The carnivorous dinosaur Allosaurus has been known since the late 1800s. This theropod was first documented in 1869, when Ferdinand Vandiveer Hayden was presented with a "petrified horse hoof" by locals in the Middle Park region of Colorado (Hayden, 1869). This specimen of a fragmented, caudal vertebra was identified by Joseph Leidy (1870) as belonging to the European dinosaur genus Poicilopleuron. Later Leidy (1873) suggested that this specimen may represent a new genus, Antrodemus. Several years later, remains of this type of theropod were found when additional caudal vertebrae, as well as a variety of other elements (i.e., dorsal vertebrae, phalanx, tooth, and humerus) and a separate, partial skeleton were uncovered in the Garden Park area of Colorado. This material (more diagnostic than the earlier finds) was described by Othniel Charles Marsh (1877) as representing a new taxon of theropod dinosaur, Allosaurus fragilis. Since the 1870s, thousands of Allosaurus specimens representing individuals of different ages have been recovered in exposures of the Morrison Formation in the Rocky Mountain West (Gilmore, 1920; Madsen, 1976; Bilbey, 1999).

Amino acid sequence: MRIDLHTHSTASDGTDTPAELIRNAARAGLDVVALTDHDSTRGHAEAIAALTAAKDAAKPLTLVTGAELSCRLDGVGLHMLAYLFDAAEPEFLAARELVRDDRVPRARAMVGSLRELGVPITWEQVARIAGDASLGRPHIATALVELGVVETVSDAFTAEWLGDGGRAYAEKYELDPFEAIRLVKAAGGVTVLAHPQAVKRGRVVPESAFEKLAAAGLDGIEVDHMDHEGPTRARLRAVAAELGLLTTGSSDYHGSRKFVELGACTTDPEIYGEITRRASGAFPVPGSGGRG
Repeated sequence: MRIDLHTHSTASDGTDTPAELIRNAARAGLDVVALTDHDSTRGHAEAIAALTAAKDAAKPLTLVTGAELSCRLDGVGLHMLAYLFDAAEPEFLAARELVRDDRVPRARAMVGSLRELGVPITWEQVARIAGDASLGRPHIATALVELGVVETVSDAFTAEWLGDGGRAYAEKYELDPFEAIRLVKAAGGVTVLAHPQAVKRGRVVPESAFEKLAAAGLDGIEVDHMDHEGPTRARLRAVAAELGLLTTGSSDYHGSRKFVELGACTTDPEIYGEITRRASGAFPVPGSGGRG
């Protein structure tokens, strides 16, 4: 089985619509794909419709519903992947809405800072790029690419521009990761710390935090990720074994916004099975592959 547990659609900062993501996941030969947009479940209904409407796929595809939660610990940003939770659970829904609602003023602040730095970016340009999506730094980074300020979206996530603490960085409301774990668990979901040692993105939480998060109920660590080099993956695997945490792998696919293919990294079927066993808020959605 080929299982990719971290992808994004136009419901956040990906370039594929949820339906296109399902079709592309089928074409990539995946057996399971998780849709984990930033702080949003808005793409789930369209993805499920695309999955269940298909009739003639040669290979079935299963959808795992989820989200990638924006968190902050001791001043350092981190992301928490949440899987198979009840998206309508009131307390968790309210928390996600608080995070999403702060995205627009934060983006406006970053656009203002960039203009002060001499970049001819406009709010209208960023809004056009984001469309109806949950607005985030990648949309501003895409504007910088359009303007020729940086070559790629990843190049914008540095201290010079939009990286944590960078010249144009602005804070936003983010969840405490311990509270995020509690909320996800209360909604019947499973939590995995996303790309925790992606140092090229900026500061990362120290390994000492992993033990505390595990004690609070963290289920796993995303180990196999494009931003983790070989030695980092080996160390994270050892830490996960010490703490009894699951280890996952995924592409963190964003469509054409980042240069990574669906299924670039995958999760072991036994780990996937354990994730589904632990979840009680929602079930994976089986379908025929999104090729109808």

Allosaurus fragilis meaning "fragile, different reptile" lived approximately 145-150 million years ago during the Late Jurassic Period, with a recorded geographic range in Wyoming, Montana, Colorado, New Mexico, South Dakota, Utah, Oklahoma and Portugal (Glut, 1997; Prez-Moreno and Chure, 1999). It is known to reach 12 meters in length, 4.5 meters in height, and may have weighed up to 2 tons as an adult. A. fragilis was one of the top predators of its time and is found primarily in the Morrison Formation. It lived on the lowland floodplains of the Western Interior in an environment similar to some of the large plains of Africa today (Russell, 1989) Allosaurus was the most common large carnivore of the Late Jurassic in North America. Strong forelimbs with sharp claws, powerful hind legs and recurved, dagger-like teeth are evidence that Allosaurus was a formidable predator. During the Late Jurassic, herds of plant-eating sauropods (such as Apatosaurus) were constantly on the move in search of food to satisfy their large appetites. Predators, such as Allosaurus, may have followed these herds, preying on the young and weak. Although it was much smaller than the sauropods, quite possibly Allosaurus hunted in packs to bring down larger prey. Like many meat eaters, it may also have been a scavenger.